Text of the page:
The Climate Cabin addresses multiple facets and requests from the program and project descriptions facilitating: non-toxic timber construction, passive solar heating and cooling, PV battery and conduit storage, and an assembly that will be resilient to climate and temperature shifts.
The Climate Cabin's skeleton and foundation are constructed out of a mixture of heavy and light timber as well as T&G decking for aesthetics. This makes for ease in construction and assembly opposing specialized and time consuming building techniques such as stucco, masonry, as well as rammed earth. The exterior of the cabin is faced with scorched cedar wood to eliminate the toxicity and chemicals from paint, while giving the cabin a look and feel of age and prominence with healthy wood.
Passive Solar Heating and Cooling
The strategy of passive solar heating and cooling was implemented to use a combination of calculated window square footages, a thermal mass, as well as controlled eaves in order to ensure a comfortable indoor climate with yearly temperature swings. Using climate-mapping software to determine heating and cooling hours for the summer and winter months, an approximation of 72sq ft. of south facing windows was determined for adequate heat gain. Porcelain tile for the floor and north interior wall is used as the thermal mass to capture the sun's heat, and radiate it through the later hours of the day and night. Three of the windows are double-hung, being operable to let in breezes and ventilation to the cabin. With the use of heavy curtains or shades over the double-hung windows, heat transmission loss can be minimized at night. The control eave including the roof overhang is measured to block out the summer sun, yet let in the winter sun. (see diagram pg. 4) This directly blocks harsh summer sunrays from entering the cabin through the southern glazing.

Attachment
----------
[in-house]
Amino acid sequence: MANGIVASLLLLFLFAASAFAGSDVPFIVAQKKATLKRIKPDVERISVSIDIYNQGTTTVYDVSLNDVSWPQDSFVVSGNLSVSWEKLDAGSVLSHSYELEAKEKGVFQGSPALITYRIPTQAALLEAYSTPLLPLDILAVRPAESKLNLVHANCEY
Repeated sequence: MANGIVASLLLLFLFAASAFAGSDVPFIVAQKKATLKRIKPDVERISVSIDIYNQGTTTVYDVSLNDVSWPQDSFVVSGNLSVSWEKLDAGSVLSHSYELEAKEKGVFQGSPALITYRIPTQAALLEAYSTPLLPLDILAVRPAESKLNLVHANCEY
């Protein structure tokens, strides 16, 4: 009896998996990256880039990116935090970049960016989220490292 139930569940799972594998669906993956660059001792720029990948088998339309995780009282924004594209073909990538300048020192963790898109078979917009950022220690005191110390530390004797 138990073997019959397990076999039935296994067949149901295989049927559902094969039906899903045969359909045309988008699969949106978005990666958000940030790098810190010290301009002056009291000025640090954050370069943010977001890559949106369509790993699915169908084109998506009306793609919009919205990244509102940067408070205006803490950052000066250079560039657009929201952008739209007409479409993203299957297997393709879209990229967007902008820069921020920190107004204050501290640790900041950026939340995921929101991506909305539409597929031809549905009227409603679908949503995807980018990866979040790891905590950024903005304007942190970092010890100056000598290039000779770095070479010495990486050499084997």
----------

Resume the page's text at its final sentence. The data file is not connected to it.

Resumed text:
A small storage space, opening to the outside, has been included to act as a closed area to store the components of a PV system, as well as misc. storage for wood or any other necessities that can be kept out of plain view. The strategy for outside access to this space is to prevent insect or rodent infestation inside the cabin, quarantining anything that might inhabit raw materials to the outside of the cabin.
This 180sq ft. cabin (excluding front entrance porch) is designed to withstand years of season change and weather extremes through the heavy timber foundation to the floor and roof construction. Standing seam metal roofing is specifically used to completely minimize the threat of water leakage and damage to the structural components of the cabin. Though this strategy is more costly than a generic corrugated metal, the upgrade will ensure a longer life expectancy of the cabin.
6 scanned / 5 viewable
- Site Plan
- Axonometric Drawing